React doesn’t have opinions on how you put files into folders. That said there are a few common approaches popular in the ecosystem you may want to consider.
One common way to structure projects is to locate CSS, JS, and tests together inside folders grouped by feature or route.
common/ Avatar.js Avatar.css APIUtils.js APIUtils.test.js feed/ index.js Feed.js Feed.css FeedStory.js FeedStory.test.js FeedAPI.js profile/ index.js Profile.js ProfileHeader.js ProfileHeader.css ProfileAPI.js
The definition of a “feature” is not universal, and it is up to you to choose the granularity. If you can’t come up with a list of top-level folders, you can ask the users of your product what major parts it consists of, and use their mental model as a blueprint.
Another popular way to structure projects is to group similar files together, for example:
api/ APIUtils.js APIUtils.test.js ProfileAPI.js UserAPI.js components/ Avatar.js Avatar.css Feed.js Feed.css FeedStory.js FeedStory.test.js Profile.js ProfileHeader.js ProfileHeader.css
Some people also prefer to go further, and separate components into different folders depending on their role in the application. For example, Atomic Design is a design methodology built on this principle. Remember that it’s often more productive to treat such methodologies as helpful examples rather than strict rules to follow.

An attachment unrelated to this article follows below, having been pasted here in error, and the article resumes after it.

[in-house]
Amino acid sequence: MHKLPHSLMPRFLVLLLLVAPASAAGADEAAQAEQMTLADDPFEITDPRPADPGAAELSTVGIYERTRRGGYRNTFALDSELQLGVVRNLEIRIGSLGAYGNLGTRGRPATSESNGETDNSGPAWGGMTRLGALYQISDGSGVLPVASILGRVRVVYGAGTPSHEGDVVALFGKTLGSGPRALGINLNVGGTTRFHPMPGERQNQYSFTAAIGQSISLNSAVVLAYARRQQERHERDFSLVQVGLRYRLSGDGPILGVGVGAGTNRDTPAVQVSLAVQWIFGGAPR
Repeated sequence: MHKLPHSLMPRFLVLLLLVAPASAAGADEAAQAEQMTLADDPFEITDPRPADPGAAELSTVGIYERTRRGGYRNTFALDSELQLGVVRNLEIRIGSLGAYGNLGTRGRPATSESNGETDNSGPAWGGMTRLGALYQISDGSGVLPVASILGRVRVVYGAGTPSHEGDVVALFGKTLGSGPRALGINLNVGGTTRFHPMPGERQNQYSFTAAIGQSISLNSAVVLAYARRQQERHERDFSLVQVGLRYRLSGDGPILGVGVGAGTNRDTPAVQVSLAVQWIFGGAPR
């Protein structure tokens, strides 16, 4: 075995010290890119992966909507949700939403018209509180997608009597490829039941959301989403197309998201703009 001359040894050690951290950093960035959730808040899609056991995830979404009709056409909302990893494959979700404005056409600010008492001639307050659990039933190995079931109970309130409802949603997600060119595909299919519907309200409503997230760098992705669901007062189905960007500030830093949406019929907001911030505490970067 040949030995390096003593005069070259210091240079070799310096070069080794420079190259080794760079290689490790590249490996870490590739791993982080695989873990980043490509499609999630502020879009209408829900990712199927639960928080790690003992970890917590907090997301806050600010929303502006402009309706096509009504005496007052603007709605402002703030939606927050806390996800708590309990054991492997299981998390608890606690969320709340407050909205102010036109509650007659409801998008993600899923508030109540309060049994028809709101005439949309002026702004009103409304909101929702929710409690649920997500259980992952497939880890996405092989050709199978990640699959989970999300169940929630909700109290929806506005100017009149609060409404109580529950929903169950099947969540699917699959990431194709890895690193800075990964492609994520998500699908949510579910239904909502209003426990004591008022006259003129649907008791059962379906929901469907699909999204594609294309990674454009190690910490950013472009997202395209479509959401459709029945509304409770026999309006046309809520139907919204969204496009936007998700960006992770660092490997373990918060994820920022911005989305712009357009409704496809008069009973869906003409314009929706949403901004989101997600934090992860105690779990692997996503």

If you’re just starting a project, don’t spend more than five minutes on choosing a file structure. Pick any of the above approaches (or come up with your own) and start writing code! You’ll likely want to rethink it anyway after you’ve written some real code.
If you feel completely stuck, start by keeping all files in a single folder. Eventually it will grow large enough that you will want to separate some files from the rest. By that time you’ll have enough knowledge to tell which files you edit together most often. In general, it is a good idea to keep files that often change together close to each other. This principle is called “colocation”.
As projects grow larger, they often use a mix of both of the above approaches in practice. So choosing the “right” one in the beginning isn’t very important.